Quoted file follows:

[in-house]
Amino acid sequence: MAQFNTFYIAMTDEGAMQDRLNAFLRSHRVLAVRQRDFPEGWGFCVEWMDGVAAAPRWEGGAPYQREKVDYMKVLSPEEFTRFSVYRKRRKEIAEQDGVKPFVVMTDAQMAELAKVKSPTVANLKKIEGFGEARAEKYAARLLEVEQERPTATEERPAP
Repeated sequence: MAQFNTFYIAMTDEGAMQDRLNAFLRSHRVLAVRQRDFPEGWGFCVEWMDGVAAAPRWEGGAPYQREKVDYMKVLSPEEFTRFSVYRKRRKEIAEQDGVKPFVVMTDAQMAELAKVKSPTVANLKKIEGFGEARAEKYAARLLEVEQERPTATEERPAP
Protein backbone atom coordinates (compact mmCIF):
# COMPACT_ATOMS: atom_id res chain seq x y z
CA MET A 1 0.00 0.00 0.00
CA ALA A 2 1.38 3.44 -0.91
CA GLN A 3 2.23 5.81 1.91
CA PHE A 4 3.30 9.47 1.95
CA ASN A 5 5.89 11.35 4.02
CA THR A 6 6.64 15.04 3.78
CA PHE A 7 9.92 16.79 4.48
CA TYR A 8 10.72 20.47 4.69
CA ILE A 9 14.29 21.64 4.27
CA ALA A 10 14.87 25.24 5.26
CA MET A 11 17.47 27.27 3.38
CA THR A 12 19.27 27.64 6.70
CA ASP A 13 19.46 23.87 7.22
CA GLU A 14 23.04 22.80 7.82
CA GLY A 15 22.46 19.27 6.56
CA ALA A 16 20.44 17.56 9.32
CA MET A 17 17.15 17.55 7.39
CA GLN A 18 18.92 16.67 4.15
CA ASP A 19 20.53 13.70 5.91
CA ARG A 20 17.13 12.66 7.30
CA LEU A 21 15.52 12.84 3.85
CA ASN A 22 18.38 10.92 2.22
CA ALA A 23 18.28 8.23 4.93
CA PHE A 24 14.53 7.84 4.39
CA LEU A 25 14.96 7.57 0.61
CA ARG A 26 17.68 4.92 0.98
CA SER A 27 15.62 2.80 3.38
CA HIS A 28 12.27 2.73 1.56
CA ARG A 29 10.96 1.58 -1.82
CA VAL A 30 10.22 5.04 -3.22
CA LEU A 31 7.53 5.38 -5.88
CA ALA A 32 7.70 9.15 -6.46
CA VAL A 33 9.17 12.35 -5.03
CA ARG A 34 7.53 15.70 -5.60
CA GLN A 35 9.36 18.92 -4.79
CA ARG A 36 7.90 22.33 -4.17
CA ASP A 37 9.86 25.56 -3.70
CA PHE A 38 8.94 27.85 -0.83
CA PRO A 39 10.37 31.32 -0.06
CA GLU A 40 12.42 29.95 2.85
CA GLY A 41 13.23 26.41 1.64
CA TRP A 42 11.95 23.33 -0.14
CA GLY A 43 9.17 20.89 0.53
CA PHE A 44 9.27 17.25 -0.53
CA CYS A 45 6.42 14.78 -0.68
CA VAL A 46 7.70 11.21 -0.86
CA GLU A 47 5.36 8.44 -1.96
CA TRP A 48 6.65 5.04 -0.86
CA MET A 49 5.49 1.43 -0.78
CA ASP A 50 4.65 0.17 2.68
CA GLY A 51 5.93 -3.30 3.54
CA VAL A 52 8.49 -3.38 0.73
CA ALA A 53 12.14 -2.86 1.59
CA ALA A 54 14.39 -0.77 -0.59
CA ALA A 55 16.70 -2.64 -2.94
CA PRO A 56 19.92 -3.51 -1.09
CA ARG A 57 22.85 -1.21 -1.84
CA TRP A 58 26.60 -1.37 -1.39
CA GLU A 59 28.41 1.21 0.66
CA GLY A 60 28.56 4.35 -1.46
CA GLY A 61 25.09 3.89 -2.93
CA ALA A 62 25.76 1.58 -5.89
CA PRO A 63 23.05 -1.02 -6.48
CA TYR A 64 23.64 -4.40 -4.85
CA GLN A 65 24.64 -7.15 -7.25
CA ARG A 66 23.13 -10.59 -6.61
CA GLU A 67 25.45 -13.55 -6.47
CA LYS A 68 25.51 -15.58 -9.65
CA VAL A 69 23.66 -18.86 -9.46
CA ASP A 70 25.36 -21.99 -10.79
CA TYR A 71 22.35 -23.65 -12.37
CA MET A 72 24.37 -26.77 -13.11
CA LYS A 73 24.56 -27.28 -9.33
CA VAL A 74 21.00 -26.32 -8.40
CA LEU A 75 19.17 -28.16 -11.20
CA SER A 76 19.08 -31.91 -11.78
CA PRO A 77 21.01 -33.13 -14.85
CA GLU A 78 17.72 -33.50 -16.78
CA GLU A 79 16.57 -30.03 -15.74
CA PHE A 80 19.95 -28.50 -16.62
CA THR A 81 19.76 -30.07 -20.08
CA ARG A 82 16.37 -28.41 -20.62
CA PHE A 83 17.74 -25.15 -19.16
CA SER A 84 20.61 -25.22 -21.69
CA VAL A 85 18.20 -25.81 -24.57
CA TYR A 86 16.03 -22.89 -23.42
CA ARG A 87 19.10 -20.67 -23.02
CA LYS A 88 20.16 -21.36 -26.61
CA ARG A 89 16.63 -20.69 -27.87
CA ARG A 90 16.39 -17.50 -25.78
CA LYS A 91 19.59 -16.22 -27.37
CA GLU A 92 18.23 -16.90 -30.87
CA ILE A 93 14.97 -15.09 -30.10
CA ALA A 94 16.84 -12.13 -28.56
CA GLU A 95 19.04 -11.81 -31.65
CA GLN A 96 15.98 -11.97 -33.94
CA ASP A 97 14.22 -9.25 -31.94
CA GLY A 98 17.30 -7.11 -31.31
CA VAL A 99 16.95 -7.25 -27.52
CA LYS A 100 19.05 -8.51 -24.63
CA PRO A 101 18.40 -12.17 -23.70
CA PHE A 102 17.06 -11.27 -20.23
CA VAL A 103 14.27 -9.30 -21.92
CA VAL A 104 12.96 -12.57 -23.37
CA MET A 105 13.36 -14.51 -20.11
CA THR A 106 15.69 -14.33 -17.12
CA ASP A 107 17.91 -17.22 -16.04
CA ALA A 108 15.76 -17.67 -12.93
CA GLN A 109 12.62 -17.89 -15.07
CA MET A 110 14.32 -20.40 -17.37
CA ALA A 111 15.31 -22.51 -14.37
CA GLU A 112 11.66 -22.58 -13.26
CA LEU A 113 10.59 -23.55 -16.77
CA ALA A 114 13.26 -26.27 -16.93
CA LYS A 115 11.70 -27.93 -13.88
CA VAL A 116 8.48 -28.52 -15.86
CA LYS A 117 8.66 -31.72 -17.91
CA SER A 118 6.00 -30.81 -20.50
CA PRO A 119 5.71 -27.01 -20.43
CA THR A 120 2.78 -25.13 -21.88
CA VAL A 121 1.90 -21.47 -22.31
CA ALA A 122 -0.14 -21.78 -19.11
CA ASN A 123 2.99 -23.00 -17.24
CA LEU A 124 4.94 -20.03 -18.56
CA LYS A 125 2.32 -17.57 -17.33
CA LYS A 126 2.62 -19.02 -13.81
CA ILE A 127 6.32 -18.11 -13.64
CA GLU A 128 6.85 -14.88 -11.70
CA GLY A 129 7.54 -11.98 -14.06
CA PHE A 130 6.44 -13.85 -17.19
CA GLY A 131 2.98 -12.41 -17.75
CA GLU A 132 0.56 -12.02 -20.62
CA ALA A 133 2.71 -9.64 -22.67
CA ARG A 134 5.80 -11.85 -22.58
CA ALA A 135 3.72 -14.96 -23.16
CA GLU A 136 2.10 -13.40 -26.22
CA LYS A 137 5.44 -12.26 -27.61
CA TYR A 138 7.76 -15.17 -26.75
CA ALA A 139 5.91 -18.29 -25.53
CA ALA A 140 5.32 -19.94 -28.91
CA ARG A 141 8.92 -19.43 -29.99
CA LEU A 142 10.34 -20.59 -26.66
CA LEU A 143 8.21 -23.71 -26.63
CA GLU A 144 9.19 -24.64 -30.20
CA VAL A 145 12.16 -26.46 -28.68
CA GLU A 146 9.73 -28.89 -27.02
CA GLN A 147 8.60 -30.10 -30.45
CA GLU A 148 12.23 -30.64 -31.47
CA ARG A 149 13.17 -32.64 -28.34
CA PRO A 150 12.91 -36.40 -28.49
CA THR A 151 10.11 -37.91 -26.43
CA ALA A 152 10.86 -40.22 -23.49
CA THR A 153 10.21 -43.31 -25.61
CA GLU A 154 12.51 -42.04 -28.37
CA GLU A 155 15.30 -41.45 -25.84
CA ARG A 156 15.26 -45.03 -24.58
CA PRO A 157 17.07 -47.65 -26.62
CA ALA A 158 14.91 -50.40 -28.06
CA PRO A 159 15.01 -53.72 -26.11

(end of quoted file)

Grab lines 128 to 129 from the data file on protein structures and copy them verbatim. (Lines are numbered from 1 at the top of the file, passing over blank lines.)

CA ASN A 123 2.99 -23.00 -17.24
CA LEU A 124 4.94 -20.03 -18.56